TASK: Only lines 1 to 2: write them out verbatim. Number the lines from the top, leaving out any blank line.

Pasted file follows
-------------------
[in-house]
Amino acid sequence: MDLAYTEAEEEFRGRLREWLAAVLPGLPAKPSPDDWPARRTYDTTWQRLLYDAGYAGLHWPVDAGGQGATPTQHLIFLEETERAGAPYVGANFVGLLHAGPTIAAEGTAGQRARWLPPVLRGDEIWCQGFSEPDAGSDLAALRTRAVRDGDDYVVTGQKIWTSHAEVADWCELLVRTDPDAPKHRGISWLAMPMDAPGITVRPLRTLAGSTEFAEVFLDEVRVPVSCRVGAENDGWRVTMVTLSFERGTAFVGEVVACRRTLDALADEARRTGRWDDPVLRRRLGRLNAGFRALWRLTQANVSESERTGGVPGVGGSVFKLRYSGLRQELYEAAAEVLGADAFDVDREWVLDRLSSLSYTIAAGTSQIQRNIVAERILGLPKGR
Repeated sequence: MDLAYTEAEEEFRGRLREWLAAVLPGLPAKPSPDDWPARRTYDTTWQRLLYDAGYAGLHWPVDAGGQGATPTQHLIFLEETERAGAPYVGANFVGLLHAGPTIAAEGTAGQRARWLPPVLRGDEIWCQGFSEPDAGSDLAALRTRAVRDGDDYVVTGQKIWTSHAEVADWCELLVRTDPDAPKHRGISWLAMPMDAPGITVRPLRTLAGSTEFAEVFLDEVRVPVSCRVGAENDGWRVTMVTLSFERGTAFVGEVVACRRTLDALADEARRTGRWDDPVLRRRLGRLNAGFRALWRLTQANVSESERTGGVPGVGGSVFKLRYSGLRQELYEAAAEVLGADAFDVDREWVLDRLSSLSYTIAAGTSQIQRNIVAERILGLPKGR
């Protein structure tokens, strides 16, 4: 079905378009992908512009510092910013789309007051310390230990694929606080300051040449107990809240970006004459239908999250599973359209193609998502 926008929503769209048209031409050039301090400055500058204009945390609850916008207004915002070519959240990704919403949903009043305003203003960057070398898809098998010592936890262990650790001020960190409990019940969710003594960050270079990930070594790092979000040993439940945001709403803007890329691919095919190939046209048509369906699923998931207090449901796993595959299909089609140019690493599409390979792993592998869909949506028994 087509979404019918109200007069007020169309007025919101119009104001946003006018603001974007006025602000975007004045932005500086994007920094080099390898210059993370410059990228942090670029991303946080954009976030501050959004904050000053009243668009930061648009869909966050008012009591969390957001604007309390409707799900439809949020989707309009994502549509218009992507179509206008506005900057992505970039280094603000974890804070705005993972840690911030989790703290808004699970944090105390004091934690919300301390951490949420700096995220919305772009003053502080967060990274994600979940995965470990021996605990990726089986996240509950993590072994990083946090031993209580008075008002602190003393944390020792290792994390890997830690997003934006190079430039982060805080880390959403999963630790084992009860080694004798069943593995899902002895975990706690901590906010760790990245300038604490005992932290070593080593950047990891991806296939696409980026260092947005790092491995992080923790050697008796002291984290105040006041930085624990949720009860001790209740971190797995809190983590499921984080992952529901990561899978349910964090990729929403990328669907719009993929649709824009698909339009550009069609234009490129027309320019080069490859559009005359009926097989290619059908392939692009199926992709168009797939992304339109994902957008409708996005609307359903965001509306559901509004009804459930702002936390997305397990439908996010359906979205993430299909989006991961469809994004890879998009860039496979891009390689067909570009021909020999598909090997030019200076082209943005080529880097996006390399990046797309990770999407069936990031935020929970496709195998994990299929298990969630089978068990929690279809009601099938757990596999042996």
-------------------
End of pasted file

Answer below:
[in-house]
Amino acid sequence: MDLAYTEAEEEFRGRLREWLAAVLPGLPAKPSPDDWPARRTYDTTWQRLLYDAGYAGLHWPVDAGGQGATPTQHLIFLEETERAGAPYVGANFVGLLHAGPTIAAEGTAGQRARWLPPVLRGDEIWCQGFSEPDAGSDLAALRTRAVRDGDDYVVTGQKIWTSHAEVADWCELLVRTDPDAPKHRGISWLAMPMDAPGITVRPLRTLAGSTEFAEVFLDEVRVPVSCRVGAENDGWRVTMVTLSFERGTAFVGEVVACRRTLDALADEARRTGRWDDPVLRRRLGRLNAGFRALWRLTQANVSESERTGGVPGVGGSVFKLRYSGLRQELYEAAAEVLGADAFDVDREWVLDRLSSLSYTIAAGTSQIQRNIVAERILGLPKGR